EXTRA CREDIT is a new education series that aims to provide a general overview of contemporary art and to demystify the field for those outside of the art world. It is ideal for anyone interested in learning more and for those looking to further engage with exhibitions and museums. Classes will take place on Sundays at 12PM from June 4 through July 30.
James Merle Thomas presents The Whole Earth and the Grand Tour: Global Contemporary Art in the 21st Century on Sunday, July 30. Over the past few years, two terms have spread like wildfire throughout the art world—The Whole Earth and The Grand Tour. These phrases have been used to describe several prominent exhibitions of global contemporary art, and have also referred to a sort of circuit—an itinerary that takes travelers along a European route of blockbuster art shows. While The Whole Earth was named after Stewart Brand’s famous Whole Earth Catalog, which was published periodically beginning in 1968, the Grand Tour was intended for centuries as a rite of passage for wealthy young elites who traveled Europe in search of art, culture, and the roots of Western civilization. But what do these two terms—one linked to a 1960s American counterculture, the other linked to a road trip for privileged European aristocracy—have to do with contemporary art at the dawn of the twenty-first century?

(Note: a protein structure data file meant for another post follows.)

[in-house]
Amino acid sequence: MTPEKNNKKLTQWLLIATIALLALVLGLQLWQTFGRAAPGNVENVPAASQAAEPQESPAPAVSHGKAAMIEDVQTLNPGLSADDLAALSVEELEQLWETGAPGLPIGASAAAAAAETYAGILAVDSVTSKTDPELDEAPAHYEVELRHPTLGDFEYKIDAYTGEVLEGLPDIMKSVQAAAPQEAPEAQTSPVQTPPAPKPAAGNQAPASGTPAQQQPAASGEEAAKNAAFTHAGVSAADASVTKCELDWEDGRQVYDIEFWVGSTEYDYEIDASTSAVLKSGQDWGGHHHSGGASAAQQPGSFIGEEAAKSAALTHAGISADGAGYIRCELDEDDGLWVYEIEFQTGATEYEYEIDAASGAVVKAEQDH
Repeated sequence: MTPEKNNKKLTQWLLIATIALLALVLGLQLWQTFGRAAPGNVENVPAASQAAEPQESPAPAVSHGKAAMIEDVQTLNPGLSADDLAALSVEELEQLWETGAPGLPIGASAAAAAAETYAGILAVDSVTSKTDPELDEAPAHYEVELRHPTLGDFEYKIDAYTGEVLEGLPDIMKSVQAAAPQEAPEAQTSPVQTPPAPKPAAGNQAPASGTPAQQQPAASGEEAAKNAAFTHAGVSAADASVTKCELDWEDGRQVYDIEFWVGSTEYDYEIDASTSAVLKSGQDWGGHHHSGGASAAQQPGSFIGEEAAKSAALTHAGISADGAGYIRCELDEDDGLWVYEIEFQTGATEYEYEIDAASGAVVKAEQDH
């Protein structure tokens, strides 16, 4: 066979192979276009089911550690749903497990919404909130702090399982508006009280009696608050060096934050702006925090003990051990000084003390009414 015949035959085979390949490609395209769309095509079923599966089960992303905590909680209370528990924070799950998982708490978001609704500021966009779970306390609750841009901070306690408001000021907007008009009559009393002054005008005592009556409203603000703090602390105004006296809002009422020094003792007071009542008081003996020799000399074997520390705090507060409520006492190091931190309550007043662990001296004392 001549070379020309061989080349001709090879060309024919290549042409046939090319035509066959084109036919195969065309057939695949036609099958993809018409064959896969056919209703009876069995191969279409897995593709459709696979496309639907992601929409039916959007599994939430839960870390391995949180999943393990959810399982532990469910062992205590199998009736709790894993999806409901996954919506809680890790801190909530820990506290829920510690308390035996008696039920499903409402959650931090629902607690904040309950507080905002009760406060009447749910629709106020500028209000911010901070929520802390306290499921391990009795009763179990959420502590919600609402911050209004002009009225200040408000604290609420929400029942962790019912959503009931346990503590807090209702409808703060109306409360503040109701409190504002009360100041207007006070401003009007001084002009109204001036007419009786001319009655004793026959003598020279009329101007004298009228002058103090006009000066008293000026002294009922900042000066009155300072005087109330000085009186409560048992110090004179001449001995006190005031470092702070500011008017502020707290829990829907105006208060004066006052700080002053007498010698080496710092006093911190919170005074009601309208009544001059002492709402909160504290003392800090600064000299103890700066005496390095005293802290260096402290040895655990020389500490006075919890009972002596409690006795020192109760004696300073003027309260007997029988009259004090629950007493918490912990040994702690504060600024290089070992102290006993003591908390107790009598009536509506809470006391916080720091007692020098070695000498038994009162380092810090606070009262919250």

The answer, it turns out, is quite a lot: Over the past several decades, the field of contemporary art has evolved into a complex global picture—an “art world” composed of biennials and other large-scale art exhibitions; must-see art experiences that require travel to every continent; and an ever-proliferating network of art schools, commercial fairs, galleries, museums, collections, and other cultural institutions that form a complex system for producing, distributing, and consuming art. In order to navigate this global art world—one that has witnessed the flourishing of major contemporary art scenes in South America, Africa, Southeast Asia—it is useful to have a map. Touching on key examples of art, artists, exhibitions, and cultural agents and institutions that make up this complex network, this class will provide an overview of the contemporary global art world, and suggest an itinerary: a way to make sense of the global through the local.
This event is free and open to the public; register here.
JAMES MERLE THOMAS is an art historian and curator of contemporary art. He currently serves as Executive Director of Vox Populi, a Philadelphia-based artist collective, and also teaches in the Department of Art History at the Tyler School of Art at Temple University. Thomas holds a Ph.D. in Art History from Stanford University and worked closely between 2003 and 2013 with curator Okwui Enwezor to produce a series of biennials, academic symposia, and major museum programs focused on contemporary African art and cultural production. Serving as Assistant Curator for the Second Biennial of Contemporary Art of Seville (2005) and the Seventh Gwangju Bienniale (2007), and as Executive Editor of Publications for the Third Paris Triennale (2012), Thomas has helped to present projects by a diverse range of artists to audiences in museums, universities, cultural institutions, and independent art spaces throughout Africa, Asia, Europe, and North America.
Extra Credit is funded by the John S. and James L. Knight Foundation.